Husson: “Kurdish women’s struggle is for all women of the world”

Director of Girls of the Sun, a film about the Kurdish women’s resistance against ISIS that shook the 71st Cannes Film Festival, Eva Husson stated that the Kurdish women’s struggle is for the women of the whole world.

Director of Girls of the Sun Eva Husson comes from a communist family who fought against Franco’s fascism in the Spanish Civil War. The French director first made her name with Bang Gang in 2015. The feature length film received awards from Toronto and several other film festivals, and received praise from critics.

Husson faces the audiences again now with her second feature length film Girls of the Sun screened in the 71st International Cannes Film Festival. The film about the Kurdish women’s fight against ISIS, and is among the 21 films competing for the Golden Palm. Girls of the Sun is among the most talked about films in the festival, and has already left its mark this year. Eva Husson says she was impressed by the Kurdish women’s resistance and made the film to draw attention to their struggle. “Resistance is in my blood,” says Husson as ANF talked about her latest film and the Kurdish women’s struggle.

How long have you known the Kurds?

I’ve known the Kurds for years and years. But my interest in the Kurdish issue has been since the summer of 2014. I became more interested after I heard of the attacks and massacre in Shengal. But I didn’t have time as I was working on another film at the time. After 2015, I read up on Kurds and started to do research. After February 2016, I went to Kurdistan.

When did you have the idea to make the film Girls of the Sun? How did you decide?

My Grandfather was a communist. He was a republican soldier in the Spanish Civil War. His brother was an anarchist. He and his brother fought against Franco’s fascism, then my grandfather went back to Paris to take part in the resistance. So I am the granddaughter of a resistance fighter against fascism in the Spanish Civil War. Resistance is in my blood. I would be so impressed by women who pick up arms to fight fascism, so they intrigued me. Because the two issues are the same for me. After I read up on the resistance and struggle of the Kurdish women, I decided to make such a film.

How long was the production?

After the research period, I went to Kurdistan in 2016. I went to Maxmur and various other places. I saw the female and male fighters, I spoke with them. I met with war correspondents. Other than these, I had many talks with many people. I even came across networks who take Êzidî women from Raqqa and Mosul to Kurdistan. I spoke with women who had been captured by ISIS and were later rescued.

Then I started to write the screenplay for the film. The actual filming was done last year. We first thought we would film in Kurdistan, but we couldn’t risk the lives of our people, as we have a big team. Then we thought we would film in Morocco. That didn’t work out either. Finally we found some similar locations in Georgia and we filmed there.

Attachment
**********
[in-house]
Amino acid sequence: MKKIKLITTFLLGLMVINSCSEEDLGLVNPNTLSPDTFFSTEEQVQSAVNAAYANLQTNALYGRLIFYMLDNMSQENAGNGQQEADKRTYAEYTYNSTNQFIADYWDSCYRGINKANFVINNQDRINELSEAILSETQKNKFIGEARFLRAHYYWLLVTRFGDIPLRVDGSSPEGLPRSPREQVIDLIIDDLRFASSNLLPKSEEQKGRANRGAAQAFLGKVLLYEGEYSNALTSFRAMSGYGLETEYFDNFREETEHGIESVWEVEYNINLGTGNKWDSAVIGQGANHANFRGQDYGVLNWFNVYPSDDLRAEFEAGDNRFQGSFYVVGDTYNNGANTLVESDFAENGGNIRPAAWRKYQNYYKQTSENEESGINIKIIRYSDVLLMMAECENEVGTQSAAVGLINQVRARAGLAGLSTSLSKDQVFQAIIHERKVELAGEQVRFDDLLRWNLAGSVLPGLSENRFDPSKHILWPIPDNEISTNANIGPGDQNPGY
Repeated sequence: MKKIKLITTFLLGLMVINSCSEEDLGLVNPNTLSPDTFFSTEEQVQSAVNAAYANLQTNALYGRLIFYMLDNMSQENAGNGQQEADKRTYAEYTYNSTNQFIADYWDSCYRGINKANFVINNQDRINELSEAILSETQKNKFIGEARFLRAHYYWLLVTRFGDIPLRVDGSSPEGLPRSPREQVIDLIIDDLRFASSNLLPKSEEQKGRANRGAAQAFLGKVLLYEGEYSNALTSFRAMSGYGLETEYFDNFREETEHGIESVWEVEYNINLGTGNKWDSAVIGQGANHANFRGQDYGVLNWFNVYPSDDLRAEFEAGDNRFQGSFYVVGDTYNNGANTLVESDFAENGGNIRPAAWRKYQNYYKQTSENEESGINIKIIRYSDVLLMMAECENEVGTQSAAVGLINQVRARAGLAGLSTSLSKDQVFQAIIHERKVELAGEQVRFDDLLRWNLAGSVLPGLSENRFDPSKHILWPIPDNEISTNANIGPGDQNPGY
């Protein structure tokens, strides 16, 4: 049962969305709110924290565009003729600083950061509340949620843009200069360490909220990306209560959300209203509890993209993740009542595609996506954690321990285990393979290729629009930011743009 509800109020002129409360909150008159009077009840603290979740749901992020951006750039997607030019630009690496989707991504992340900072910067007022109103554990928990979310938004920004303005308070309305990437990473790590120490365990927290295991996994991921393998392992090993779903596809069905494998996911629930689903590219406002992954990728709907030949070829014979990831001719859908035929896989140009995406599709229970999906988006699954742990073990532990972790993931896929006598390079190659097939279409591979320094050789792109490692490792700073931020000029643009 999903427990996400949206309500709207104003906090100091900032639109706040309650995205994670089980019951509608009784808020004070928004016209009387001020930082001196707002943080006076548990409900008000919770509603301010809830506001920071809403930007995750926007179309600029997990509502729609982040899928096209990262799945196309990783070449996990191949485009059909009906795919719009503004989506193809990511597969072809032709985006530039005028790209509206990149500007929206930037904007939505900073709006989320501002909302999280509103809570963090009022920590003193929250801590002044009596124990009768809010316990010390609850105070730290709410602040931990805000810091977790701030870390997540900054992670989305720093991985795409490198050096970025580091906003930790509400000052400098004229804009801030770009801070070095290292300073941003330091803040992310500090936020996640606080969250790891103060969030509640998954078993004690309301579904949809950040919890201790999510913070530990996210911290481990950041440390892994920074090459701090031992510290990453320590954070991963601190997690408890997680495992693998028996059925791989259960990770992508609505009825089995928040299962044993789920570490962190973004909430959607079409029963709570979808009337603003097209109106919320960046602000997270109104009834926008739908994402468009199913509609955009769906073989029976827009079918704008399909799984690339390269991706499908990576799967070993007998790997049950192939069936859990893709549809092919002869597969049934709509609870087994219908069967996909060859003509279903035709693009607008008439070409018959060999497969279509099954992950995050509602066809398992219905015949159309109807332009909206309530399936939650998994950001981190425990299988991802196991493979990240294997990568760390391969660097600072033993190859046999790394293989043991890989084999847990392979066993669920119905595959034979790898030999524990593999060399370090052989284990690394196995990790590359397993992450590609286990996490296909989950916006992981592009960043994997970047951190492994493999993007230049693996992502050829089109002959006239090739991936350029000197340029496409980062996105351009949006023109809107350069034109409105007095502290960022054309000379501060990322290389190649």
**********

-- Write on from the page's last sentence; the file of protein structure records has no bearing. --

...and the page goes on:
How do you see the Kurdish women’s fight against ISIS?

I hope that the women in this film will be an example for women of the world. It really is about all women throughout the world. Not bowing down, fighting, constantly fighting, these are victories in their own right. This gives the women strength and morale. For me, Kurdish women are extraordinary. That is why I wanted to make this film.

This is your second feature length film. The subject matter is quite heavy and risky. Did you have any worries?

Yes, it was very risky for me. Both mentally and physically. My life was at risk. For a long time I traveled with bodyguads assigned to me by the French state. It was risky to go to Kurdistan and Georgia. In fact, right after our filming in Georgia, there was an explosion. But none of these things matter. Because if you are righteous in your cause, the risks don’t matter. And it was worth taking the risk for this film.

The film shows Kurdish women fighting not just ISIS, but also feodal and regressive male mindsets.

This struggle by the women is based on the Marxist-feminist foundation developed by Öcalan. I do believe that tearing down the patriarchal system is essential to achieve a more egalitarian and just society.

Do you wonder what the women who are fighting in Rojava and Shengal today think of your film?

The women in Shengal didn’t see the film yet. I hope that they will see a part of their reality reflected in this film. Because the film is about them. They will see that what they do is important.

There are criticisms that the film is “propaganda”. What do you think?

There are criticisms that are far removed, irrelevant and ruthless. I believe these have an ulterior motive. On the other hand, there are people who cry when they see the film. Everybody should know that this is not a propaganda film. I don’t even mention any organizations. So criticisms from these circles are meaningless. I could even say these criticisms are againt women. That is their target. I pointed out a reality. I had to use Marxist terminology so the matter could be understood. Because this is their reality. I couldn’t change that reality.

Your film is a women’s film, the subject is women too. This year the head of the jury is also a woman. Do you think your film will receive an award in this festival?

My team is not all women, there are men too. Let’s not be unfair to them. This is the result of a collective effort. I hope we can return with a reward from the 71st Cannes Film Festival.